What fraction of those tweets do you actually see? I would think it would be pretty cacophonous especially with all those people who think they need to tweet about every mundane detail of their day.

    How do you manage it Kevin, since you don’t even use a program like TweetDeck to help organize things? Pretty much like your email (that is, by just ignoring most of it)?

  5. wow you actually watch the stuff I send? j/k. Nutcheese must have bathroom wireless

    Long rant about the history of viewership……………………………… skipped.

    btw, anyone into flash development?

    I wish You Tube would work on something more elaborate when it comes to favorites, course I have a few ideas and more secret sauce… I call it OOD or DOO or ODO – Some start up, and off we go!

    Snort I mean Sorff needs a screen shot before I clutter my drive.

    The world just got a little faster – I like twitvid = youtubelite
    some competition never hurts.

    can also help to make a company more responsive to the customer/viewer. – Google You Tube is morphing into the old AT&T

    Let’s talk about twitter

    PSA – keep your cell phones away from your body.

  6. @7 Kevin follows more than twice as many twatters as you do and doesn’t seem to use anything to help filter the chaos. Either he’s constantly reading people’s tweets or he misses a huge portion of them (or else he’s got superpowers I don’t know about).

  7. @10 I pooped at around 4 pm today too (2 pm your time, I think). I’m about 1.6 pounds lighter now. It was long and skinny. 😛

  8. ^ C’mon people, let’s synchronize these poops! Teamwork, teamwork, teamwork. Can you imagine what would happen if we ALL flushed at the same time? D.C. would be sucked out into the Atlantic!

  9. You might see some slightly more social aspects cropping up (and we have – i.e. Real Time Sharing or whatever that bullshit bar at the bottom is) in the YouTube experience, but if you think it’s going to turn into Facebook (or that to survive, thrive, or grow that it needs to) I think you might be wrong.

    I am in accord with the people advocating search. I don’t pay attention to popular anything. I find things I am interested in via search, of which YouTube is – if I’m not mistaken – one of the largest search engines. That’s also how I do well on YouTube.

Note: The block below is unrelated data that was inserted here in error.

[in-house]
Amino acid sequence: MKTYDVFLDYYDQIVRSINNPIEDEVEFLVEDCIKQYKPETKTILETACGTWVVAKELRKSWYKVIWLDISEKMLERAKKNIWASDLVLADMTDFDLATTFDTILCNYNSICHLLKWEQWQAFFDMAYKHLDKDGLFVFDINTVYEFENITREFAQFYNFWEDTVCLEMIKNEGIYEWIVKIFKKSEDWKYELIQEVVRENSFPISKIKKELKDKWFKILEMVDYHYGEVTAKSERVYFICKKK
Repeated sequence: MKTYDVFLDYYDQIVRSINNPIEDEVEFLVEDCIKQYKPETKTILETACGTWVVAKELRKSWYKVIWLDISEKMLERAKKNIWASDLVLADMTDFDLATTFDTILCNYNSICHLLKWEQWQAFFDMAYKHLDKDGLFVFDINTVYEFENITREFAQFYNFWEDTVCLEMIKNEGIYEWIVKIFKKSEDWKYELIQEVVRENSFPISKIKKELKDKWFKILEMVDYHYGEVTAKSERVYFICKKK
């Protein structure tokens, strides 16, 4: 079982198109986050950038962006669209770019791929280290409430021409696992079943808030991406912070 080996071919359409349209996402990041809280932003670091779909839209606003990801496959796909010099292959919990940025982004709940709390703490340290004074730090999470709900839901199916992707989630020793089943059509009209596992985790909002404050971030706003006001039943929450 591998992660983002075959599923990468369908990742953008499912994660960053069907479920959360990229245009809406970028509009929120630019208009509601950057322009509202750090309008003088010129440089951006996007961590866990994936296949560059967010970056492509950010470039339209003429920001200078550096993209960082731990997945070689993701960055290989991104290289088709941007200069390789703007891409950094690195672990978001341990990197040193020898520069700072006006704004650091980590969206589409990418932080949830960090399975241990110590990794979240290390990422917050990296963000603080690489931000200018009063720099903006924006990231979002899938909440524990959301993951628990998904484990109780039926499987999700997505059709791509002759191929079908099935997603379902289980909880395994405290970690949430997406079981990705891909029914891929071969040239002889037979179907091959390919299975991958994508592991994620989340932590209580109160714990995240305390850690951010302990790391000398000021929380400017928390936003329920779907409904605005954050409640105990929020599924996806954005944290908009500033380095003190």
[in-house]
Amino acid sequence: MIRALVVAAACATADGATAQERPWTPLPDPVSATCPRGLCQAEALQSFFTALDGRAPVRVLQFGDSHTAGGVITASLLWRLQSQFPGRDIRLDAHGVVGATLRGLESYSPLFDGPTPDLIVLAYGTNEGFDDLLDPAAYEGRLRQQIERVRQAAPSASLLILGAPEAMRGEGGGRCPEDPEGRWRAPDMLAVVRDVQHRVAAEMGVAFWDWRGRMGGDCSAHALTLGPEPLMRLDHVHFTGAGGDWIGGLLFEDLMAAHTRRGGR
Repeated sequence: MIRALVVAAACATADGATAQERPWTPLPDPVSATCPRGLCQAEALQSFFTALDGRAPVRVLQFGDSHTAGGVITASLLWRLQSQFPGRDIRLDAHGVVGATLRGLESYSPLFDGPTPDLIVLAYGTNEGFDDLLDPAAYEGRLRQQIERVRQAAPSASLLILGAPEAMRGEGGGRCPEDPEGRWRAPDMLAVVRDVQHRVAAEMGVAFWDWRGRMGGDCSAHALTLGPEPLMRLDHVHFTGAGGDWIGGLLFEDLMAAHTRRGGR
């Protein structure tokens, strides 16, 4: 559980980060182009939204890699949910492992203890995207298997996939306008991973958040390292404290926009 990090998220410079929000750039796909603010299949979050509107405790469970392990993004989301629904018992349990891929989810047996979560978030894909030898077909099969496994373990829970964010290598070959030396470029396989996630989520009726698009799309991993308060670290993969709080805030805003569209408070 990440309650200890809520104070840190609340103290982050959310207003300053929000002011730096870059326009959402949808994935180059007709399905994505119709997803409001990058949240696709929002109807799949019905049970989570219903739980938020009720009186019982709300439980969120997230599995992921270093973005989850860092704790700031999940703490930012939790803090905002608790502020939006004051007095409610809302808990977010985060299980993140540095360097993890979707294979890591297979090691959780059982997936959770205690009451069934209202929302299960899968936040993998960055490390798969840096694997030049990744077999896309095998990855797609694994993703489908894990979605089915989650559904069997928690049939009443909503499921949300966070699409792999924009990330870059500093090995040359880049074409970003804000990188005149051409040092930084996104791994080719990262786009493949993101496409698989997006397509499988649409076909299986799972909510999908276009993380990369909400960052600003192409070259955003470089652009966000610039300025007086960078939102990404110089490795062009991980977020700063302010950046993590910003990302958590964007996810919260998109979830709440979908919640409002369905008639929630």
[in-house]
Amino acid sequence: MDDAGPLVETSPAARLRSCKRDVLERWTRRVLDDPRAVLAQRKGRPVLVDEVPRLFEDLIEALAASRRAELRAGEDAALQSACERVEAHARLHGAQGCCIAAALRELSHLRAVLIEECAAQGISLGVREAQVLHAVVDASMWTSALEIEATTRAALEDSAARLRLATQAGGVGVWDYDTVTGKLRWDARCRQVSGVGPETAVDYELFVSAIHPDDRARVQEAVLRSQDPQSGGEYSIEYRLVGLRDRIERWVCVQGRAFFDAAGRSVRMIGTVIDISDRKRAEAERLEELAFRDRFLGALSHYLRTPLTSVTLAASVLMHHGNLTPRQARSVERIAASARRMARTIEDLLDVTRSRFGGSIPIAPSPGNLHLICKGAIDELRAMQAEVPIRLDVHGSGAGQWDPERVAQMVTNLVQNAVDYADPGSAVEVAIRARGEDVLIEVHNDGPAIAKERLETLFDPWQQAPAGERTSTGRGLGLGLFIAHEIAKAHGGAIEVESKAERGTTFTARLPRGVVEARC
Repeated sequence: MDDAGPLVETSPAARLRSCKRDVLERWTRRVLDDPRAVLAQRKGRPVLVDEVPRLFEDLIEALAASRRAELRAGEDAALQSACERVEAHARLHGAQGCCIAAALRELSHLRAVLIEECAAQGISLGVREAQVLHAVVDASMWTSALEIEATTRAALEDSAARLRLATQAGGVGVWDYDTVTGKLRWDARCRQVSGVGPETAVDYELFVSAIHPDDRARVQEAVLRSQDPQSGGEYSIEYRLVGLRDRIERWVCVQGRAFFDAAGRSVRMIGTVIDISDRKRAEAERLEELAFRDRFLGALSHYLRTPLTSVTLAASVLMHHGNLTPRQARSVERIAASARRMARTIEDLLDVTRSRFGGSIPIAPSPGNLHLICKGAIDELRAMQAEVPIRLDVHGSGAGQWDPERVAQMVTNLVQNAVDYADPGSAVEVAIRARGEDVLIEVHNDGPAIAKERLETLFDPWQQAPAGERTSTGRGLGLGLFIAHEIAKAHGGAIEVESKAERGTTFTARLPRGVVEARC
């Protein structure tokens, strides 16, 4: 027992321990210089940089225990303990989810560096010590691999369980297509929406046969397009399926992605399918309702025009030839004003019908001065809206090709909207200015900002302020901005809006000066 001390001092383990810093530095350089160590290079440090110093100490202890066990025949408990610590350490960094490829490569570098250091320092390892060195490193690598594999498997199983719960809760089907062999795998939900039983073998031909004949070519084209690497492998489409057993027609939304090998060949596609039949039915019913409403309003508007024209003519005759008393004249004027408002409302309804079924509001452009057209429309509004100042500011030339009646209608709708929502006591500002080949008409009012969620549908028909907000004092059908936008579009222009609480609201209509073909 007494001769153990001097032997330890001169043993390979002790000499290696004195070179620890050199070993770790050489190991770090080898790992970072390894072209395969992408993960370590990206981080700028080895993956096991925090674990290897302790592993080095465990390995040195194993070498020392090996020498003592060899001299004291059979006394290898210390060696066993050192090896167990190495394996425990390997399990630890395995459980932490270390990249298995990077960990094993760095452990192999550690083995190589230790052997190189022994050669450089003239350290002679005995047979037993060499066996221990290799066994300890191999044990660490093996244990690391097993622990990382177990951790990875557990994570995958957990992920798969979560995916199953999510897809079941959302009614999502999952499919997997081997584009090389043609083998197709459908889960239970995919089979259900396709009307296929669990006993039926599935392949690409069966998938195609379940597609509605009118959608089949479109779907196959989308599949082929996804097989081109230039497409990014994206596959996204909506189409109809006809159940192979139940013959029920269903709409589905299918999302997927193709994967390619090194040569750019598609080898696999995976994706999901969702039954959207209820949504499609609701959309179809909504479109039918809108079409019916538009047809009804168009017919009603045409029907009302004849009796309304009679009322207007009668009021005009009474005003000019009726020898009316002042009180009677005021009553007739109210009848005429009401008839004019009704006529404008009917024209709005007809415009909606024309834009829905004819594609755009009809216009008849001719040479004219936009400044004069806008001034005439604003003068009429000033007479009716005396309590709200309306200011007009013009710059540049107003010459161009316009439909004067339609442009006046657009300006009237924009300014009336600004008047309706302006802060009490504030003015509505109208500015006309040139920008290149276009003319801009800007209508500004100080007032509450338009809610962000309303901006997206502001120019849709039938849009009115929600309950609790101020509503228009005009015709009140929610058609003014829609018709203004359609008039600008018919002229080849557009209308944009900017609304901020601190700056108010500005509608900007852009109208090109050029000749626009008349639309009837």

Twitter = YouTube’s social networking function.

  10. It’s been harder and harder finding interesting videos and users on YouTube since their first redesign that shrunk the importance of YT community.

    I usually do random searches of niche terms for videos and users (content creators), check a few videos like that, check out related videos, I read the comments and visit profiles of the most intriguing commentators, click on anything that looks interesting; it is basically a clicking quest to find what I like. I did try to use YT’s experimental tools but those don’t provide me with enough info.

    And as for most popular/viewed… that is not a good way to discover new content to my liking.

  11. While I was at Metacafe we were all about crowd-sourced success. We saw a lot of video and often before anyone else picked it up but we wouldn’t build a forum for recommending it to others.

    Back in the early days, we were always impressed with the eclectic work the YouTube editors did filling up their homepage with suggestions. Their picks regularly got 250k+ views and many longer-term fanbases were launched on the back of a good feature position.

    I think there’s a good argument that YouTube’s editorial policy back then was a key part of their success in establishing the community even if it was one of the less scalable elements.

    I kinda miss their recommendations and have fallen back to relying on blogs to point me towards interesting fare.

  12. I sometimes check the activity of friends on YouTube to see what my YouTube friends are watching. This sometimes leads me to some videos that I would have otherwise missed. Probably most of the videos I watch are from my list of subscriptions. Also the favorites lists of some of my YouTube peers often yield videos worth watching. It’s all pretty hit and miss and I agree that someone who put together a blog of video recommendations would be great providing that the person in charge of this enterprise had tastes similar to mine!

  13. Oh this comment stream is just jam packed with Saturday-morning reading. Who needs cartoons? From pooping, to sage advice about filtering the chaos, to the alarmingly intelligent use of the word “cacophonous.” I’m not sure whether to be comforted or frightened by stalkers that have good vocabulary. At least the last words I hear will be learned ones.

  14. @22 Wowzerz, I didn’t know you still read the comments.
    You were impressed by the word “cacophonous”? You should see the way I write when I haven’t slept in a couple of days and am too tired to dumb down my vocabulary for the benefit of the unwashed masses.

  15. @27 Me too. I think I used that particular word to describe Kevin’s abuse of the English language some time ago.